The competition was first established by the Chief Minister of the State of Himachal Pradesh. Several world records have been made by international paragliders here.[citation needed]

Billing Top is the highest peak of the valley at 3080 metres and can be reached via Trekking or mountain biking on Bir-Billing road.

1. Trekking to Billing Top:

  • Route: Bir-Billing-Billing Top
  • Distance: 8 km
  • A rescue helicopter deployed at Paragliding World Cup 2015 at Bir
    Highest Point: 3080 m (Billing Top)
  • Difficulty Level: Medium
  • Duration: 5–6 hours
  • Altitude gain: 1600 m

2. Mountain Biking to Chaina Pass (near Billing Top):

  • Route: Bir-Billing-Chaina Pass
  • Distance: 24 km
  • Highest Point: 2730 metres (Chaina Pass)
  • Difficulty Level : Medium-Difficult
  • Duration: 3–4 hours
  • Altitude gain: 1300 m

One can trek and mountain bike down further towards Barot via Rajgundha and Bada Gran villages. Major portion of this single lane roadway is unpaved and severely affected during monsoon season.

  • Route: Chaina Pass-Rajgundha-Bada Gran-Barot
  • Distance: 25 km
  • Difficulty Level : Medium
  • Duration: 3–4 hours
  • Altitude loss: 900 m

Ghornala (15km)[edit]

At the western side of the Jogindernagar Valley lies the village of Ghornala, approximately midway between Bir and Baijnath. Ghornala is emerging as a centre for low-key ecotourism, meditation studies, and volunteering, with the primary attractions being the Dharmalaya Institute for Compassionate Living[3] and Ghornala Resort.[4]

Shanan Power House (3 km)[edit]

Main article: Shanan Power House

Jogindernagar is the only town in Asian continent having three Power houses running on same stream water.[citation needed] The vision of the hydel project scheme was to construct five power stations using the same water that is drawn from the Uhl River. Shanan Power House of Jogindernagar is one of the oldest Hydro-electric power houses of India. This power house was built by Col. Batty, an English engineer and his team. Most of the credit of creation of Jogindernagar and to make it a popular town goes to him. Afterwards more high capacity turbines were built here but unfortunately, being this power house in HP it is still under Punjab State Govt. Shanan Power House at Jogindernagar is one of the first Hydro-electric Powerhouses of India and perhaps one of the oldest in the world.[citation needed]

Kangra Valley Railway (0 km)[edit]

Main article: Kangra Valley Railway

Joginder Nagar is well connected with a narrow gauge railway line. This railway track was built during 1926–1929 and was opened for transporting raw material for construction of Shanan Power House on April 1, 1929. This railway line has been nominated for inclusion in UNESCO's cultural heritage list. Proposals for extending this railway track up to Leh have been made. The proposed 460 km long railway line will pass from Joginder Nagar, Manali, Keylong, Pang and will go up to Leh.[5] There was a steam engine which has been replaced by diesel engine. Jogindernagar-Pathankot is the longest railway line track of Himachal Pradesh.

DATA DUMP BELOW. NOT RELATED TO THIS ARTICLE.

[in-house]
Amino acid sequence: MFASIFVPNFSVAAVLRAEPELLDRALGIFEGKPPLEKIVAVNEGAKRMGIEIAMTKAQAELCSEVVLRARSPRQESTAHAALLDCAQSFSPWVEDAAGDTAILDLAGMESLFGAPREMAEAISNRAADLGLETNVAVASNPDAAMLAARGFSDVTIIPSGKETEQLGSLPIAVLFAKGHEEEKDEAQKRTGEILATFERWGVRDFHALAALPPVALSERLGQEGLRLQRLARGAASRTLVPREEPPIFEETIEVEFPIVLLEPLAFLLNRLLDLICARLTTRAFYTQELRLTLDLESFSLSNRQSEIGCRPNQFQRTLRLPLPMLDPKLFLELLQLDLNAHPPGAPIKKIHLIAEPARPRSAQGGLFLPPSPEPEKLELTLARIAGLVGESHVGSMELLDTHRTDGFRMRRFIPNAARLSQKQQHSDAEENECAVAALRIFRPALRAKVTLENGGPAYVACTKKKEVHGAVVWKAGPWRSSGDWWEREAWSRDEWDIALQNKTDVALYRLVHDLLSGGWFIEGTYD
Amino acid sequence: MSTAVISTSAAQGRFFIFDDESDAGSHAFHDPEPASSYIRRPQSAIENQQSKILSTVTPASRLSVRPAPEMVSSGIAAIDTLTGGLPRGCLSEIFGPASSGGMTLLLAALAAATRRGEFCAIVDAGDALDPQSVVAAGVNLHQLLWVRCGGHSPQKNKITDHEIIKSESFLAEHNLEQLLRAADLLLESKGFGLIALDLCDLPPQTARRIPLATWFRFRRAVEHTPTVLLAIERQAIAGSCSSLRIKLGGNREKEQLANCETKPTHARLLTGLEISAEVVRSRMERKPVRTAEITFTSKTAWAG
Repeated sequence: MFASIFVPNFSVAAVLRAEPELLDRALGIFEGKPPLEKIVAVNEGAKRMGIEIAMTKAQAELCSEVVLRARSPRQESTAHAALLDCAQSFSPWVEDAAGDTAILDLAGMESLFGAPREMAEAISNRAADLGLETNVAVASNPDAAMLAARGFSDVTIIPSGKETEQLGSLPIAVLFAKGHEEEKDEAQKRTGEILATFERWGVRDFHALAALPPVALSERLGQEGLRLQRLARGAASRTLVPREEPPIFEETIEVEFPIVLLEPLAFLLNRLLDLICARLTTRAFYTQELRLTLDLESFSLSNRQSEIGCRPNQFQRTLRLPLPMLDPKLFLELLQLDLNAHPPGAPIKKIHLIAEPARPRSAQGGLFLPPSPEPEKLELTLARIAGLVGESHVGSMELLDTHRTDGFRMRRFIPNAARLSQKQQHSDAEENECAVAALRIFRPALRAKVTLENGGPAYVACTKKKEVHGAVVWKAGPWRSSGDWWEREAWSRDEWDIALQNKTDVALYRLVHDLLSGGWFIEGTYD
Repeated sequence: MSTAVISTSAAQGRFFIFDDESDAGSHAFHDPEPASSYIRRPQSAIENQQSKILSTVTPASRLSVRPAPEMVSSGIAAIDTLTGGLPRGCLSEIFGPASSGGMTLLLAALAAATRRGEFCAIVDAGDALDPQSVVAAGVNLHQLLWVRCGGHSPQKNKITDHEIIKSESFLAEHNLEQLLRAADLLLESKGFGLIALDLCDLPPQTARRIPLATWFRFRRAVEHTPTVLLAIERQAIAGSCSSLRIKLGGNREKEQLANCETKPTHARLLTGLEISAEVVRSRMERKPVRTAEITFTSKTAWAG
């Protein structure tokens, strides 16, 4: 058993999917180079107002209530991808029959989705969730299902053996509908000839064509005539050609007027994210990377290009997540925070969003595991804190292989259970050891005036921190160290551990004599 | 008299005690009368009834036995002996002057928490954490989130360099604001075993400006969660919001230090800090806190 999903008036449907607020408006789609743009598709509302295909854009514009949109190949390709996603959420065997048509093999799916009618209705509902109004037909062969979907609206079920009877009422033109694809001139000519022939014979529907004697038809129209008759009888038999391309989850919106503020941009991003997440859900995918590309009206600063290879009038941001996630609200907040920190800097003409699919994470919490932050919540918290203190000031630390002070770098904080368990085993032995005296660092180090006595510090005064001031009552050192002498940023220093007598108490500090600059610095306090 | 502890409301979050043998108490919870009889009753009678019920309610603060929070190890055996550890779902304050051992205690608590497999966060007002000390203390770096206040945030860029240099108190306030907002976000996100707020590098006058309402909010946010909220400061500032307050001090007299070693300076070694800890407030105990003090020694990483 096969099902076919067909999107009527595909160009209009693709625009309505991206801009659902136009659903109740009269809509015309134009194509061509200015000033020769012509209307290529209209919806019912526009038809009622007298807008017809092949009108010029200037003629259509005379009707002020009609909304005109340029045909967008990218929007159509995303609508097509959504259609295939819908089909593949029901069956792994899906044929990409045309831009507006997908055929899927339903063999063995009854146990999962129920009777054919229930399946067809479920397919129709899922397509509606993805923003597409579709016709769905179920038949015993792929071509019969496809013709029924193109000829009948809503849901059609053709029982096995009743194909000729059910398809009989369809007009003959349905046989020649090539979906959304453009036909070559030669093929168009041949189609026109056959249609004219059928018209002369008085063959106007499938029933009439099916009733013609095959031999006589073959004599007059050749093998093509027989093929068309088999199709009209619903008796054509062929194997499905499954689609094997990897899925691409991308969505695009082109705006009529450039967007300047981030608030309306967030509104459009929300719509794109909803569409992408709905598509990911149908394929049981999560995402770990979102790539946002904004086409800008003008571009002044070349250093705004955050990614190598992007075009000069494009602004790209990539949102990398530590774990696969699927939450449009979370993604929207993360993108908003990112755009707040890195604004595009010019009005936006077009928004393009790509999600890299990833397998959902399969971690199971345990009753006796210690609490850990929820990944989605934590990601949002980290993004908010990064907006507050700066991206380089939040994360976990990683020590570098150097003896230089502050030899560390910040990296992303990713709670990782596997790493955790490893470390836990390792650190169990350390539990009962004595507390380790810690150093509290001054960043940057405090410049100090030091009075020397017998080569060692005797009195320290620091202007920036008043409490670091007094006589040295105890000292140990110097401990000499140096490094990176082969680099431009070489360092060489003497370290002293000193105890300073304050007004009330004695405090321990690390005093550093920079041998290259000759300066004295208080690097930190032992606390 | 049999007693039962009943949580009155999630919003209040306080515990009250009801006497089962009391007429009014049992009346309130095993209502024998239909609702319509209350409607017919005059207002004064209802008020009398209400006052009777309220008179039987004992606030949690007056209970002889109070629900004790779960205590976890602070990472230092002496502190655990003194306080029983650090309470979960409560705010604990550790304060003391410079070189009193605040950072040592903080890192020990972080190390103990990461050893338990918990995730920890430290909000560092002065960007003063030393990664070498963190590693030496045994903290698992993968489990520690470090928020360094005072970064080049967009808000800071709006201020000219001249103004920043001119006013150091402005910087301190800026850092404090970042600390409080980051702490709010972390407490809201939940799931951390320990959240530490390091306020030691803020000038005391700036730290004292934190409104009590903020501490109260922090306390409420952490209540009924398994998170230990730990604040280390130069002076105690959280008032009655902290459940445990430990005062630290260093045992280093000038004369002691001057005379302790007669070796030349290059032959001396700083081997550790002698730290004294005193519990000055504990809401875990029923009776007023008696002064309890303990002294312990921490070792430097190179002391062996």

Phuladhar (25 km)[edit]

A hilltop resort at eastern side of valley is known for paragliding, trekking and camping. Located at 2260 metres, this flat terraced place provides 360 degree views of Joginder Nagar and Barot Valley. It is accessed through 4 kilometes trekking route from Jhatigri via Devdhar village.

Trek or mountain bike to Phuladhar:

  • Route: Jhatingri-Devdhar-Phuladhar
  • Distance: 4 km
  • Highest Point : 2260m
  • Duration: 1–2 hours
  • Difficulty Level: Easy
  • Altitude Gain: 300 m

Devidarh[edit]

A high altitude hill-top meadow is situated on the ridge amid Joginder Nagar and Barot valleys at 2870 metres. The sprawling slanting meadows all round commands a 360 degree view of the mountains. It has a forest rest house for overnight stays and grounds for camping.

Trek to Devidarh from Joginder Nagar:

  • Route: Bridge Mandi-Adit Junction(18 Number)-Winch Camp-Devidarh
  • Distance: 11 km
  • Highest Point : 2870m (Devidarh)
  • Duration: 10–12 hours (1 day)
  • Difficulty Level: Moderate
  • Altitude Gain: 1600 m

Trek to Devidarh from Phuladhar via Winch Camp:

  • Route: Phuladhar-Winch Camp-Devidarh
  • Distance: 17 km
  • Highest Point : 2870 m (Devidarh)
  • Duration: 2 days
  • Difficulty Level: Moderate
  • Altitude Gain: 900 m

One can further trek towards Billing westwards from Devidarh.

Trek to Billing from Devidarh:

  • Route: Devidarh-Chaina Pass-Billing
  • Distance: 7 km
  • Highest Point : 2870m (Devidarh)
  • Duration: 8–10 hours (1 day)
  • Difficulty Level: Easy-Moderate
  • Altitude Loss: 500 m

Gumma Rock-salt Mines (10 km)[edit]

The only rock salt mines in India are located at the village of Gumma. An estimated of 16.03 million tonnes of salt reserves are proposed to be extracted from Gumma and Darang mines under an investment of 300 crore rupees by public sector firm. Currently both the mines are closed due to temporary closure of mining operations.

High Peaks (5–20km)[edit]

The highest peaks of Jogindernagar Valley are Billing Top (10,100 feet), Devidarh (9416 feet), Winch Camp (8,820 feet), Phuladhar (7,415 feet), Siqander Dhar (6,010 feet), Siyuri Dhar(5500 feet), Banderi (5,225 feet). In Siqandar Dhar as well as Banderi, some ancient forts are constructed by rulers of that period. There is heavy snowfall over these mountains during winter particularly Billing, Winch Camp and Jhatingari in the months November to March. The temperature drops as low as -10 degree Celsius in upper reaches and up to -4 degree Celsius in the town and nearby areas in peak winter nights. The town witnesses light snowfall rarely which melts instantly (as seen in 2008 and 2011).